Crop factor

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Harald
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Crop factor

Post by Harald »

Hi there,
I have an EOS 7D with crop factor 1.6.
Used with 180mm macro the focal length is 288mm.
Does this count for the magnification as well ?
1:1 x 1.6 = 1.6:1?
Kind Regards
Harald

Lier Fotoklubb / NSFF
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TheLostVertex
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Location: Florida

Post by TheLostVertex »

No.

The "1:1" description of the lenses magnification is a ratio, of the objects actual size, to the size that it is projected on to the imaging plane as.

So if you photograph something that is 10mm wide, at a magnification of 1:1(1x), that means the object will cover a 10mm width on the sensor. If you photograph the same 10mm wide object at 2:1(2x) it will cover a 5mm width on the image sensor.

Changing the size of the sensor does not change this value at all. We are only concerned with the projected light from the lens, rather than how the final image appears.

Harald
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Joined: Fri May 13, 2011 10:33 am
Location: Steinberg, Norway
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Post by Harald »

Hi there Steven,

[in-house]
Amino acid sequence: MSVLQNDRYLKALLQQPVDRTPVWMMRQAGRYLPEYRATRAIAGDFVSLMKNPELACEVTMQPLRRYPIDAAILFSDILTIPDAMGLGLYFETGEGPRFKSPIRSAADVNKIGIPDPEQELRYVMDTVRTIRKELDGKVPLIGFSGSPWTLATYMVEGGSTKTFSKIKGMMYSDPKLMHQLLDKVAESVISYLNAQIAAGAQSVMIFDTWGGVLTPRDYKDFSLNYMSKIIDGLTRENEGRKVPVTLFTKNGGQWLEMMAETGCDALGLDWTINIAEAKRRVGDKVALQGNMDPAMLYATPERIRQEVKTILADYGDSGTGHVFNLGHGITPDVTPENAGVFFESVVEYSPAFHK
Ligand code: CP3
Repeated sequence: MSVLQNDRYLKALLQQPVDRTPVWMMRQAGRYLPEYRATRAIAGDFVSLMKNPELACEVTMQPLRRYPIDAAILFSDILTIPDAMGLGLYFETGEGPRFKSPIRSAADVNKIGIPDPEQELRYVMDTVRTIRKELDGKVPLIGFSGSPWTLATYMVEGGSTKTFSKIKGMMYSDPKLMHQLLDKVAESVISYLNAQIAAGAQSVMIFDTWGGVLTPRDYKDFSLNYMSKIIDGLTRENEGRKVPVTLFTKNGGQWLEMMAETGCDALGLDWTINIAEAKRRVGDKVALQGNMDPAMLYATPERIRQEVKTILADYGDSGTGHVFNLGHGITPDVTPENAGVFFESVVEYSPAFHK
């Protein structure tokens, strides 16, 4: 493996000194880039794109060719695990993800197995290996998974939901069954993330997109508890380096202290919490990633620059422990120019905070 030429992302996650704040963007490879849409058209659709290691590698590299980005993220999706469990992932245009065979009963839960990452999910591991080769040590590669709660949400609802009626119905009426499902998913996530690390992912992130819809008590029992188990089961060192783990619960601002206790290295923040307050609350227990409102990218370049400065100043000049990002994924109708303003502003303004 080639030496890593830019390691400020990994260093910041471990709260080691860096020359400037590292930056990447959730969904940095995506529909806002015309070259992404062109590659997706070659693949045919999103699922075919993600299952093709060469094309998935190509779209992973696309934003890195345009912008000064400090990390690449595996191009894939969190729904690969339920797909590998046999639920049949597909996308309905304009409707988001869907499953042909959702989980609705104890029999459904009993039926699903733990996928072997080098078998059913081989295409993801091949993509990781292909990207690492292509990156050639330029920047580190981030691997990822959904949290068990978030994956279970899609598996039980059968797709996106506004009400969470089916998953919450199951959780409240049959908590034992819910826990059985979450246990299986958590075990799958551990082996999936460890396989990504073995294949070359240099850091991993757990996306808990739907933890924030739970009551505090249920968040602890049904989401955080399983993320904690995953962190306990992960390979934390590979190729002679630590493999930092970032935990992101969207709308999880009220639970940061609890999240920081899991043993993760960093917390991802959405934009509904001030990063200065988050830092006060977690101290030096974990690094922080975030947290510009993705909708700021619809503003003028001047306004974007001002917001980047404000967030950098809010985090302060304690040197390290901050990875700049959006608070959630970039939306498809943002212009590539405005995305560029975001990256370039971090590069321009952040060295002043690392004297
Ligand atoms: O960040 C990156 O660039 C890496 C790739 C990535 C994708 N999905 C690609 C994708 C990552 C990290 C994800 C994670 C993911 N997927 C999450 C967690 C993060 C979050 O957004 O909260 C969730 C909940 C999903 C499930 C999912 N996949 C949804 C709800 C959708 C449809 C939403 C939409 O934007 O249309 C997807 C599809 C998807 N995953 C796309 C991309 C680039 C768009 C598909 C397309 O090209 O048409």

Thanks for the quick response.
Kind Regards
Harald

Lier Fotoklubb / NSFF
AFIAP / CPS
BGF / GMV
http://www.500px.com/blender11

rjlittlefield
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Re: Crop factor

Post by rjlittlefield »

Harald wrote:I have an EOS 7D with crop factor 1.6.
Used with 180mm macro the focal length is 288mm.
This is not really true. The focal length is still 180mm.

What is true is that if you're focused at infinity, the image captured by your 7D using the 180mm lens will cover the same area that a full-frame 35mm camera would capture using a 288mm lens (1.6*180 = 288).

But really your "crop factor 1.6" camera is literally just cropping the center of the image.

The same thing is true for all other focus arrangements.
Does this count for the magnification as well ?
1:1 x 1.6 = 1.6:1?
It depends on whom you're talking with.

Here at photomacrography.net, we will say No, you're still at 1:1. With your 22.3 mm wide sensor, you'll be imaging a subject area that is 22.3 mm wide also.

But if you're talking to a diehard fan of 35mm cameras -- somebody who was raised with film and feels compelled to translate everything into terms of that format -- then he'll say Of course it does. You'll be imaging a 22.3mm wide field, and 36/22.3 = 1.6 so you're obviously working at 1.6:1 .

You just need to recognize that the diehard's "1:1" and our "1:1" actually mean different things, despite their identical spelling. He uses "1:1" to mean imaging a 36 mm field; we use it to mean optical magnification onto sensor.

Does that help?

--Rik

Harald
Posts: 637
Joined: Fri May 13, 2011 10:33 am
Location: Steinberg, Norway
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Post by Harald »

Hi there Rik,
This is great. This is in fact what I thought.
I just love this forum. You can ask almost anything in the range of macro and micro photography, and you´ll get an answer. There are so many people here with a lot of knowledge.
Thanks a lot!
Kind Regards
Harald

Lier Fotoklubb / NSFF
AFIAP / CPS
BGF / GMV
http://www.500px.com/blender11

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